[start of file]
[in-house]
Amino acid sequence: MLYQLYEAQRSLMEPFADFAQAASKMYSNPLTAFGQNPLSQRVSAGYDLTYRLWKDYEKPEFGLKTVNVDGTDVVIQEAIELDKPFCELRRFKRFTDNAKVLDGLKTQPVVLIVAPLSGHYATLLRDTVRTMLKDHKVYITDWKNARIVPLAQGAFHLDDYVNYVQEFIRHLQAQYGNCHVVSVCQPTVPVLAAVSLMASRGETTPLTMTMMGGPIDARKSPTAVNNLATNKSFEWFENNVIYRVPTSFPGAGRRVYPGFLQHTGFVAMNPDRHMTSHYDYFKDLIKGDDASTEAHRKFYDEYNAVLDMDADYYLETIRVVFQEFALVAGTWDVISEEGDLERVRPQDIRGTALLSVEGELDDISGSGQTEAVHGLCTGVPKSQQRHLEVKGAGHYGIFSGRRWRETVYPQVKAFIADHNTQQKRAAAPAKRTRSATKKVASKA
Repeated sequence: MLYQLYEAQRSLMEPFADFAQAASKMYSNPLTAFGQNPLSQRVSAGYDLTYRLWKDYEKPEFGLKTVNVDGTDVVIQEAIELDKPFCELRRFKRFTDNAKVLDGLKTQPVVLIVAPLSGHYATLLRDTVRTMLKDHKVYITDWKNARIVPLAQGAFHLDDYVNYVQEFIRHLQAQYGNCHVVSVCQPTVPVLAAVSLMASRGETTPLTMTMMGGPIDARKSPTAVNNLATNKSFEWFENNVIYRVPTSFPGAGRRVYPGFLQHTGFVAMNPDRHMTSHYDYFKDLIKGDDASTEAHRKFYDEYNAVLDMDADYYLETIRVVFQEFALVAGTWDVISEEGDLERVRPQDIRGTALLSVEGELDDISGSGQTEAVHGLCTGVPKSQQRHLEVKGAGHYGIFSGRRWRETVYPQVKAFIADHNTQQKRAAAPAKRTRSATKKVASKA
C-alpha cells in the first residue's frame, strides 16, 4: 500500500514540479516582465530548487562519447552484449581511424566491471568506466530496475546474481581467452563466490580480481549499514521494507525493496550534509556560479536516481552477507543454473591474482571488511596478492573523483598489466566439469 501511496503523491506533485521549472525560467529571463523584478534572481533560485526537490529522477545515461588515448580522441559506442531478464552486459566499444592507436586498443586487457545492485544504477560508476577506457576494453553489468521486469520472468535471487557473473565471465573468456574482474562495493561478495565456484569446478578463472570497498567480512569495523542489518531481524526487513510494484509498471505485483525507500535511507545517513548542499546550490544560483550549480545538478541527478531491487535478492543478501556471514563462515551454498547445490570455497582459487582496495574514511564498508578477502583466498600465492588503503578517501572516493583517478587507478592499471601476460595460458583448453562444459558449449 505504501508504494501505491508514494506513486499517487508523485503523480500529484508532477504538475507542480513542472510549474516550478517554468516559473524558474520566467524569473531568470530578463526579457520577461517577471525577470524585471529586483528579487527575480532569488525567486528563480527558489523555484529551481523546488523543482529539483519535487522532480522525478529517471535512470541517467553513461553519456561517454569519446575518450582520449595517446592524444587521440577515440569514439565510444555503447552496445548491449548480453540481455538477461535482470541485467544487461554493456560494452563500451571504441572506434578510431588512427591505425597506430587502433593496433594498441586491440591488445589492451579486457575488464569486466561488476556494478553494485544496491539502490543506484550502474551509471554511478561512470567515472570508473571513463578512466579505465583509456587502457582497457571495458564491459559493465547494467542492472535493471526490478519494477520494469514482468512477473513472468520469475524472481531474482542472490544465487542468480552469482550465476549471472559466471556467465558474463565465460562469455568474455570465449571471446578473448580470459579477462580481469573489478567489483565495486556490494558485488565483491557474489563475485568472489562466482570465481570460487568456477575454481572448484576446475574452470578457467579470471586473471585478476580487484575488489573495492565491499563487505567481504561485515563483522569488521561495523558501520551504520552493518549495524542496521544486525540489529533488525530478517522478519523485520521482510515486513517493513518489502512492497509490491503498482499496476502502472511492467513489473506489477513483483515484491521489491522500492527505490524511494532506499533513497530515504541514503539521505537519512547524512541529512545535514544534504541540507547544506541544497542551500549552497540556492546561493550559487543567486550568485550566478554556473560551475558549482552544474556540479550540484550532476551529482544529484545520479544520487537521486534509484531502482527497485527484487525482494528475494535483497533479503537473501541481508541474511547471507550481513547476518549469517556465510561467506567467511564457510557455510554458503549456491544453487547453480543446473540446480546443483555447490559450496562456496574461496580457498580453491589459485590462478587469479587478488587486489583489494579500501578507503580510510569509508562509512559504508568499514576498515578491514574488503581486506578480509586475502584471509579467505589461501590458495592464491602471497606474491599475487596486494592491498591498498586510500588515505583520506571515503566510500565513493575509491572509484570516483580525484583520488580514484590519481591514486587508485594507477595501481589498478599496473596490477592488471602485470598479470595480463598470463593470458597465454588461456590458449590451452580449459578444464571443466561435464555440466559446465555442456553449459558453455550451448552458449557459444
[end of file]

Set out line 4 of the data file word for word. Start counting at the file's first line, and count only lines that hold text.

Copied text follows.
C-alpha cells in the first residue's frame, strides 16, 4: 500500500514540479516582465530548487562519447552484449581511424566491471568506466530496475546474481581467452563466490580480481549499514521494507525493496550534509556560479536516481552477507543454473591474482571488511596478492573523483598489466566439469 501511496503523491506533485521549472525560467529571463523584478534572481533560485526537490529522477545515461588515448580522441559506442531478464552486459566499444592507436586498443586487457545492485544504477560508476577506457576494453553489468521486469520472468535471487557473473565471465573468456574482474562495493561478495565456484569446478578463472570497498567480512569495523542489518531481524526487513510494484509498471505485483525507500535511507545517513548542499546550490544560483550549480545538478541527478531491487535478492543478501556471514563462515551454498547445490570455497582459487582496495574514511564498508578477502583466498600465492588503503578517501572516493583517478587507478592499471601476460595460458583448453562444459558449449 505504501508504494501505491508514494506513486499517487508523485503523480500529484508532477504538475507542480513542472510549474516550478517554468516559473524558474520566467524569473531568470530578463526579457520577461517577471525577470524585471529586483528579487527575480532569488525567486528563480527558489523555484529551481523546488523543482529539483519535487522532480522525478529517471535512470541517467553513461553519456561517454569519446575518450582520449595517446592524444587521440577515440569514439565510444555503447552496445548491449548480453540481455538477461535482470541485467544487461554493456560494452563500451571504441572506434578510431588512427591505425597506430587502433593496433594498441586491440591488445589492451579486457575488464569486466561488476556494478553494485544496491539502490543506484550502474551509471554511478561512470567515472570508473571513463578512466579505465583509456587502457582497457571495458564491459559493465547494467542492472535493471526490478519494477520494469514482468512477473513472468520469475524472481531474482542472490544465487542468480552469482550465476549471472559466471556467465558474463565465460562469455568474455570465449571471446578473448580470459579477462580481469573489478567489483565495486556490494558485488565483491557474489563475485568472489562466482570465481570460487568456477575454481572448484576446475574452470578457467579470471586473471585478476580487484575488489573495492565491499563487505567481504561485515563483522569488521561495523558501520551504520552493518549495524542496521544486525540489529533488525530478517522478519523485520521482510515486513517493513518489502512492497509490491503498482499496476502502472511492467513489473506489477513483483515484491521489491522500492527505490524511494532506499533513497530515504541514503539521505537519512547524512541529512545535514544534504541540507547544506541544497542551500549552497540556492546561493550559487543567486550568485550566478554556473560551475558549482552544474556540479550540484550532476551529482544529484545520479544520487537521486534509484531502482527497485527484487525482494528475494535483497533479503537473501541481508541474511547471507550481513547476518549469517556465510561467506567467511564457510557455510554458503549456491544453487547453480543446473540446480546443483555447490559450496562456496574461496580457498580453491589459485590462478587469479587478488587486489583489494579500501578507503580510510569509508562509512559504508568499514576498515578491514574488503581486506578480509586475502584471509579467505589461501590458495592464491602471497606474491599475487596486494592491498591498498586510500588515505583520506571515503566510500565513493575509491572509484570516483580525484583520488580514484590519481591514486587508485594507477595501481589498478599496473596490477592488471602485470598479470595480463598470463593470458597465454588461456590458449590451452580449459578444464571443466561435464555440466559446465555442456553449459558453455550451448552458449557459444